Stakeholder engagement is a key topic that many project managers are either struggling with or are challenged developing key partnerships.
Recently, I was interviewed by Elise Stevens from FixMyProjectChaos and here are the three tips I had to share:
Click here to read article.
We’re now in the lazy days of summer and I’ve spent the last six months immersed in leadership learning. I’ve attended virtual leadership conferences/webinars/workshops (Leadercast, Milken Institute 2013, John Maxwell), partnered in my community to pilot a mentor program for STEM students, connected with my network via a Twitter chat called #PMChat and spent time reading, writing and reflecting during my weekends. It's a daily choice to invest in my leadership to support my goal to always pay it forward to advance the profession one project manager at a time and practice collaborative leadership.
Why is this important for project, program and portfolio managers who are leading projects in their organizations to take time out for these types of immersion activities? Seriously, there is so much to learn about success and failure and everything in between. If you want to go from a good to great leader you must invest in your leadership skills daily; it’s pretty simple. How do you do this? Set aside time to read, watch movies, go to the theatre, unplug and go for a hike, take a yoga class, connect in your community locally, regionally, globally, blog,or tweet.
Earlier this year, I bought a few new books recently released for summer reading, left a book/took a book from the neighborhood book library (www.littlefreelibrary.org) and was sent a few leadership books for review. Let me share a few tips from my reviews of my favorite books.
Often I get requests to review leadership books and I was honored to be provided an advance copy of Steven Snyder’s’ book for review. This book is very much like True North written by Bill George but better. First of all, Bill George, author of True North, wrote a compelling foreword and credits Steven Snyder for taking the same themes and diving deeper to provide each reader insight into the struggle lens. The book is broken out into three parts: Part 1: Become Grounded, Part II: Exploring New Pathways and Part III: Deepening Adaptive Energy. Snyder’s first story is about Steve Jobs; he shares that with any leader we’re not perfect so we struggle through failure and success. Snyder states that like Steve, all leaders can go through a “developmental metamorphosis… all we need to do is choose it.”
Reading through the book, soaking up each chapter of personal stories, strategies, techniques and exercises so much resonated with my personal struggles. Each story was a journey of leadership and validated the introspection necessary to become a better, more grounded leader. As a mentor; it's a book I'd recommend to a mentee as well as I highly recommend this book to any leader looking to continue their personal growth as a leader since it will help you in two ways:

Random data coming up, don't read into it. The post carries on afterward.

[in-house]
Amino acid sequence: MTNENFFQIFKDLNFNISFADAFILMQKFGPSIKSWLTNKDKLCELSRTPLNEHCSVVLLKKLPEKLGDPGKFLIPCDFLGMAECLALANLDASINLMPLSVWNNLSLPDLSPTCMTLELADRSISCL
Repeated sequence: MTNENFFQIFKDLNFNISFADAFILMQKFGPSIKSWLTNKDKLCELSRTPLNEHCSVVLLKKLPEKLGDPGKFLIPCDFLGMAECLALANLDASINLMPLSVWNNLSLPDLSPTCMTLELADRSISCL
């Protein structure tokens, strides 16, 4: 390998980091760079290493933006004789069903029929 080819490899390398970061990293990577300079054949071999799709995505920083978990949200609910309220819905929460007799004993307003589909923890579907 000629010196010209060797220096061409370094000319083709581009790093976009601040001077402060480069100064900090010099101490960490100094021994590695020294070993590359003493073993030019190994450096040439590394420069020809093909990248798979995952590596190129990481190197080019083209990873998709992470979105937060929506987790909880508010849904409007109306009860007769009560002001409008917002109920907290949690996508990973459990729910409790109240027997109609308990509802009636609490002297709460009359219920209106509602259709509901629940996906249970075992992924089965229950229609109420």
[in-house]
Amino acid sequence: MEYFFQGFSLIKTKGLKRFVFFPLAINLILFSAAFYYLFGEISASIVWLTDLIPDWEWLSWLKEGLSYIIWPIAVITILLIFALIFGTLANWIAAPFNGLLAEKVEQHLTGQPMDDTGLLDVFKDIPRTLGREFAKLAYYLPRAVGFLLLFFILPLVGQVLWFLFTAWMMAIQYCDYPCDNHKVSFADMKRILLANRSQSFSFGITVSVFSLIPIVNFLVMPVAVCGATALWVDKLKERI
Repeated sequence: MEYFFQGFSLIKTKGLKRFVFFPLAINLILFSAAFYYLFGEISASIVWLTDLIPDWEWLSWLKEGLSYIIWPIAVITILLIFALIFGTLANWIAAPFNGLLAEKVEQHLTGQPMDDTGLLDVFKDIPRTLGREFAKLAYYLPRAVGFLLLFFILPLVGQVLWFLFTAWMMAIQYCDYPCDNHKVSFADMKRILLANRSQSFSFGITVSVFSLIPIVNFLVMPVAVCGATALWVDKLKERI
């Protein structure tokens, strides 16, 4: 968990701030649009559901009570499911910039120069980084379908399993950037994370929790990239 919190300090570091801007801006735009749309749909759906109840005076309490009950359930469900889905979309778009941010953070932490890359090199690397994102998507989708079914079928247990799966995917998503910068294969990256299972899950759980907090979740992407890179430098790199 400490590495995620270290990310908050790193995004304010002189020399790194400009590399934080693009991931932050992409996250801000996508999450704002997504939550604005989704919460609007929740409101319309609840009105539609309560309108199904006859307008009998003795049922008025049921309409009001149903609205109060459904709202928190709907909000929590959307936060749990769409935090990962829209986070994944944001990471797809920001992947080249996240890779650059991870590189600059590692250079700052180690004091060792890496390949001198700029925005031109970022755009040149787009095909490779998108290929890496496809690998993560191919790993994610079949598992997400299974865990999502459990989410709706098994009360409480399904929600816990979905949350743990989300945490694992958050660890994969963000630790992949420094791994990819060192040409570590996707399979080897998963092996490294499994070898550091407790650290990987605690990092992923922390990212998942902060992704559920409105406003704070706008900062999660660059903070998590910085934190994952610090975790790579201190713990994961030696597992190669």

1: Continue on the path to become a better “YOU” through organic introspection and renewal. 2: Allow you to look back to lead forward so you can to become a more fulfilled leader from the inside out.
In addtion, the special bonus of this book is to take this learning and apply it; Snyder Leadership Group offers tools on its website and provides a special offer for readers who purchase this book.
Earlier this year, Peter Taylor reached out to me to consider submitting a fun story for his book. Several months later; Peter self-published this book and released it in June 2013. Peter’s book is available on Amazon.com and it’s packed with fun experiences, jokes and “PM Celebrity Gossip” contributions from myself and a few of my PM collegues. It's a great gift, coffee table book and a fun read for your own library.
Project Sponsors are important to ensure more successful projects; just read any article on project management failure, governance and leadership. This book is a great guidebook for project managers and sponsors; our project management community has been anxiously waiting for this sponsor publication just released in June 2013. Every Project Management Office, consulting project manager and organization should order a copy of this book for their sponsors. The authors of this book share an afterword to extend the message through a “Campaign for Real Project Sponsors”. Visit the website www.strategies4sponsors.com; buy a book and contribute to help advance the profession through the education of the management team and C-Suite executives in organizations.
Every few weeks I get asked by a project manager for advice on how to get a job or how to navigate their career or how to get that next promotion. Although there is so much I could offer; I think I’ll just suggest to unplug and go take a hike (to reflect), meditate or go read a book. Invest in your leadership, make the commitment, shift your mindset, enjoy the journey and oh, keep smiling...
Are you an accidental project manager, recently credentialed project or program manager or an entrepreneur looking to get back into the job market?
Earlier this year, I read an incredible post about a free self-study leadership development program for aspiring leaders. Normally, leadership programs are offered as on the job training or it's an individual career invesment to take a leadership program at a university, non-profit or online self study program.